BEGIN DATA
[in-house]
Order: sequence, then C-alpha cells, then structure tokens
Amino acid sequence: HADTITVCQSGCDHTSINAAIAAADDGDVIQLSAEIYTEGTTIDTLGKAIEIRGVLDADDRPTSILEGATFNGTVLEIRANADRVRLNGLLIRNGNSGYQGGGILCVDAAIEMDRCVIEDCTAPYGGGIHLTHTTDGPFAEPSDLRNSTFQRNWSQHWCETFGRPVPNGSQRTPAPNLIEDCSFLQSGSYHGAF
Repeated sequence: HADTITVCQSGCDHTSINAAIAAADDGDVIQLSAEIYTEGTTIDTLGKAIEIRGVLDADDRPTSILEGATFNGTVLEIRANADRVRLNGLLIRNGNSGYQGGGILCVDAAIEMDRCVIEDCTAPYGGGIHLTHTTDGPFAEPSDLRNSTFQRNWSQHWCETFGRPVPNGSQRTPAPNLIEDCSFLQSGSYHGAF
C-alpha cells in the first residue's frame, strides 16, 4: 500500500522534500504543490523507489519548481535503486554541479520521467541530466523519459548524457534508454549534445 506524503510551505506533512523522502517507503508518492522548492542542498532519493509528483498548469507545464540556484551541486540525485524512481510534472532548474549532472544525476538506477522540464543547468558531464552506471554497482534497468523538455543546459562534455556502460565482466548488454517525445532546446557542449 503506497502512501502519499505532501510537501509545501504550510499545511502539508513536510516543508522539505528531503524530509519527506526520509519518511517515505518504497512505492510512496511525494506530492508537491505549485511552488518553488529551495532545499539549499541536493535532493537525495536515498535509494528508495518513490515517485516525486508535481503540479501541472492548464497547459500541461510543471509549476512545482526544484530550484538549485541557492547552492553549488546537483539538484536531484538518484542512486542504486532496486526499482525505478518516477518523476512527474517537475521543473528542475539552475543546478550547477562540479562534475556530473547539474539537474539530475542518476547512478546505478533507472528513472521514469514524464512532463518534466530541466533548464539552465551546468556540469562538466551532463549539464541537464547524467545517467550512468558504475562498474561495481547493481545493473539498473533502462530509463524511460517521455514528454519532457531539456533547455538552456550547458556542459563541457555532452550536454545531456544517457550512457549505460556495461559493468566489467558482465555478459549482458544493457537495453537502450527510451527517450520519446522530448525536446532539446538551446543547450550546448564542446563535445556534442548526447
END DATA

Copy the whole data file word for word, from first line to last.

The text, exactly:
[in-house]
Order: sequence, then C-alpha cells, then structure tokens
Amino acid sequence: HADTITVCQSGCDHTSINAAIAAADDGDVIQLSAEIYTEGTTIDTLGKAIEIRGVLDADDRPTSILEGATFNGTVLEIRANADRVRLNGLLIRNGNSGYQGGGILCVDAAIEMDRCVIEDCTAPYGGGIHLTHTTDGPFAEPSDLRNSTFQRNWSQHWCETFGRPVPNGSQRTPAPNLIEDCSFLQSGSYHGAF
Repeated sequence: HADTITVCQSGCDHTSINAAIAAADDGDVIQLSAEIYTEGTTIDTLGKAIEIRGVLDADDRPTSILEGATFNGTVLEIRANADRVRLNGLLIRNGNSGYQGGGILCVDAAIEMDRCVIEDCTAPYGGGIHLTHTTDGPFAEPSDLRNSTFQRNWSQHWCETFGRPVPNGSQRTPAPNLIEDCSFLQSGSYHGAF
C-alpha cells in the first residue's frame, strides 16, 4: 500500500522534500504543490523507489519548481535503486554541479520521467541530466523519459548524457534508454549534445 506524503510551505506533512523522502517507503508518492522548492542542498532519493509528483498548469507545464540556484551541486540525485524512481510534472532548474549532472544525476538506477522540464543547468558531464552506471554497482534497468523538455543546459562534455556502460565482466548488454517525445532546446557542449 503506497502512501502519499505532501510537501509545501504550510499545511502539508513536510516543508522539505528531503524530509519527506526520509519518511517515505518504497512505492510512496511525494506530492508537491505549485511552488518553488529551495532545499539549499541536493535532493537525495536515498535509494528508495518513490515517485516525486508535481503540479501541472492548464497547459500541461510543471509549476512545482526544484530550484538549485541557492547552492553549488546537483539538484536531484538518484542512486542504486532496486526499482525505478518516477518523476512527474517537475521543473528542475539552475543546478550547477562540479562534475556530473547539474539537474539530475542518476547512478546505478533507472528513472521514469514524464512532463518534466530541466533548464539552465551546468556540469562538466551532463549539464541537464547524467545517467550512468558504475562498474561495481547493481545493473539498473533502462530509463524511460517521455514528454519532457531539456533547455538552456550547458556542459563541457555532452550536454545531456544517457550512457549505460556495461559493468566489467558482465555478459549482458544493457537495453537502450527510451527517450520519446522530448525536446532539446538551446543547450550546448564542446563535445556534442548526447